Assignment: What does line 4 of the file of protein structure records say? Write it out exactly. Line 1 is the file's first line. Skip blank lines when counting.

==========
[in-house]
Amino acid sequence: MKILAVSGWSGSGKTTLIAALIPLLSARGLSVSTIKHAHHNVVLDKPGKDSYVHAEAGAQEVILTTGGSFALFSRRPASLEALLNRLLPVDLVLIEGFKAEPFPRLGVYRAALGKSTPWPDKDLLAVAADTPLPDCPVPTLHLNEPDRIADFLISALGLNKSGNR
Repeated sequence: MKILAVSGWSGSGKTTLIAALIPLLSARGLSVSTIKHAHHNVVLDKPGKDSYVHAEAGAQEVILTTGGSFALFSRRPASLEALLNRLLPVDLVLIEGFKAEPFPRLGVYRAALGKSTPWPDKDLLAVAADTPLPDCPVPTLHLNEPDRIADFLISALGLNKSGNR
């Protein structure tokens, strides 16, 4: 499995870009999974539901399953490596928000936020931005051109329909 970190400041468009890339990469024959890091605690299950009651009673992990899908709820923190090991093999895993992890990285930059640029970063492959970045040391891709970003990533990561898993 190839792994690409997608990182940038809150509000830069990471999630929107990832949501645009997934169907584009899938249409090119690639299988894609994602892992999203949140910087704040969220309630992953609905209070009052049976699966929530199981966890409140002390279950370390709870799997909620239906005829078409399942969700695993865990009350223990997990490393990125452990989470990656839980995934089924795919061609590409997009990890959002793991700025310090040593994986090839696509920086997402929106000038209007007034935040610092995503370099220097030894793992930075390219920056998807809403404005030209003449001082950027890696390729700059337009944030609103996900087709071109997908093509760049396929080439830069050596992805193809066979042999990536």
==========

């Protein structure tokens, strides 16, 4: 499995870009999974539901399953490596928000936020931005051109329909 970190400041468009890339990469024959890091605690299950009651009673992990899908709820923190090991093999895993992890990285930059640029970063492959970045040391891709970003990533990561898993 190839792994690409997608990182940038809150509000830069990471999630929107990832949501645009997934169907584009899938249409090119690639299988894609994602892992999203949140910087704040969220309630992953609905209070009052049976699966929530199981966890409140002390279950370390709870799997909620239906005829078409399942969700695993865990009350223990997990490393990125452990989470990656839980995934089924795919061609590409997009990890959002793991700025310090040593994986090839696509920086997402929106000038209007007034935040610092995503370099220097030894793992930075390219920056998807809403404005030209003449001082950027890696390729700059337009944030609103996900087709071109997908093509760049396929080439830069050596992805193809066979042999990536």